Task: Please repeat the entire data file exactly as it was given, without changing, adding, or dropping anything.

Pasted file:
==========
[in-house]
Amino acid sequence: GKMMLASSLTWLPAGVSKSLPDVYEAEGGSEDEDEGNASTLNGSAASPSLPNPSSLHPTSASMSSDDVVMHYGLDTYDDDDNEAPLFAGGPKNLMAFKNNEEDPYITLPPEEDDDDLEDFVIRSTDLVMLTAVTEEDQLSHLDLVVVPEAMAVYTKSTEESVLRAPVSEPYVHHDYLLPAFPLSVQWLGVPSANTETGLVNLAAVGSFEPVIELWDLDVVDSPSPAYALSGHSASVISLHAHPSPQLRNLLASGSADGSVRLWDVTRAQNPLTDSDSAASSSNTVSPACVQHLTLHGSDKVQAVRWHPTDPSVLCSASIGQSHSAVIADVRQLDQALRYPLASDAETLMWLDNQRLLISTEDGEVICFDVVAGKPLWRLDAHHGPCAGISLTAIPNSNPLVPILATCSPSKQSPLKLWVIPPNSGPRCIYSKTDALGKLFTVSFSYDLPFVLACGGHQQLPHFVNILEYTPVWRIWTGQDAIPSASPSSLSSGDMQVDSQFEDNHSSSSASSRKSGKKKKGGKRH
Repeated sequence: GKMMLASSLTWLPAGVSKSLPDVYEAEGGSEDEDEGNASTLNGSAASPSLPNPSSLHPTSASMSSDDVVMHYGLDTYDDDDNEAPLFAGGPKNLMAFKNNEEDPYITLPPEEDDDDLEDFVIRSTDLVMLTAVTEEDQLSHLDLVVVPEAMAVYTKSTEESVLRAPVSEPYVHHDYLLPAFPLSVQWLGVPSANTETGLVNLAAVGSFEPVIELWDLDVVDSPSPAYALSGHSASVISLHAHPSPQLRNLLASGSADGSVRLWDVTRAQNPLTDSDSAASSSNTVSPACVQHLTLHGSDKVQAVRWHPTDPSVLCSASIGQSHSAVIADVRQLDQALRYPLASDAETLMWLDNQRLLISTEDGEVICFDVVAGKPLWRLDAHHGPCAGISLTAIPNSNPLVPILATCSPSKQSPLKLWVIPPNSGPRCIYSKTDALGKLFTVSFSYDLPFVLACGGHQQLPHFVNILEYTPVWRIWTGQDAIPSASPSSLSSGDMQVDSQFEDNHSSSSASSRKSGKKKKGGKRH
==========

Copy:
[in-house]
Amino acid sequence: GKMMLASSLTWLPAGVSKSLPDVYEAEGGSEDEDEGNASTLNGSAASPSLPNPSSLHPTSASMSSDDVVMHYGLDTYDDDDNEAPLFAGGPKNLMAFKNNEEDPYITLPPEEDDDDLEDFVIRSTDLVMLTAVTEEDQLSHLDLVVVPEAMAVYTKSTEESVLRAPVSEPYVHHDYLLPAFPLSVQWLGVPSANTETGLVNLAAVGSFEPVIELWDLDVVDSPSPAYALSGHSASVISLHAHPSPQLRNLLASGSADGSVRLWDVTRAQNPLTDSDSAASSSNTVSPACVQHLTLHGSDKVQAVRWHPTDPSVLCSASIGQSHSAVIADVRQLDQALRYPLASDAETLMWLDNQRLLISTEDGEVICFDVVAGKPLWRLDAHHGPCAGISLTAIPNSNPLVPILATCSPSKQSPLKLWVIPPNSGPRCIYSKTDALGKLFTVSFSYDLPFVLACGGHQQLPHFVNILEYTPVWRIWTGQDAIPSASPSSLSSGDMQVDSQFEDNHSSSSASSRKSGKKKKGGKRH
Repeated sequence: GKMMLASSLTWLPAGVSKSLPDVYEAEGGSEDEDEGNASTLNGSAASPSLPNPSSLHPTSASMSSDDVVMHYGLDTYDDDDNEAPLFAGGPKNLMAFKNNEEDPYITLPPEEDDDDLEDFVIRSTDLVMLTAVTEEDQLSHLDLVVVPEAMAVYTKSTEESVLRAPVSEPYVHHDYLLPAFPLSVQWLGVPSANTETGLVNLAAVGSFEPVIELWDLDVVDSPSPAYALSGHSASVISLHAHPSPQLRNLLASGSADGSVRLWDVTRAQNPLTDSDSAASSSNTVSPACVQHLTLHGSDKVQAVRWHPTDPSVLCSASIGQSHSAVIADVRQLDQALRYPLASDAETLMWLDNQRLLISTEDGEVICFDVVAGKPLWRLDAHHGPCAGISLTAIPNSNPLVPILATCSPSKQSPLKLWVIPPNSGPRCIYSKTDALGKLFTVSFSYDLPFVLACGGHQQLPHFVNILEYTPVWRIWTGQDAIPSASPSSLSSGDMQVDSQFEDNHSSSSASSRKSGKKKKGGKRH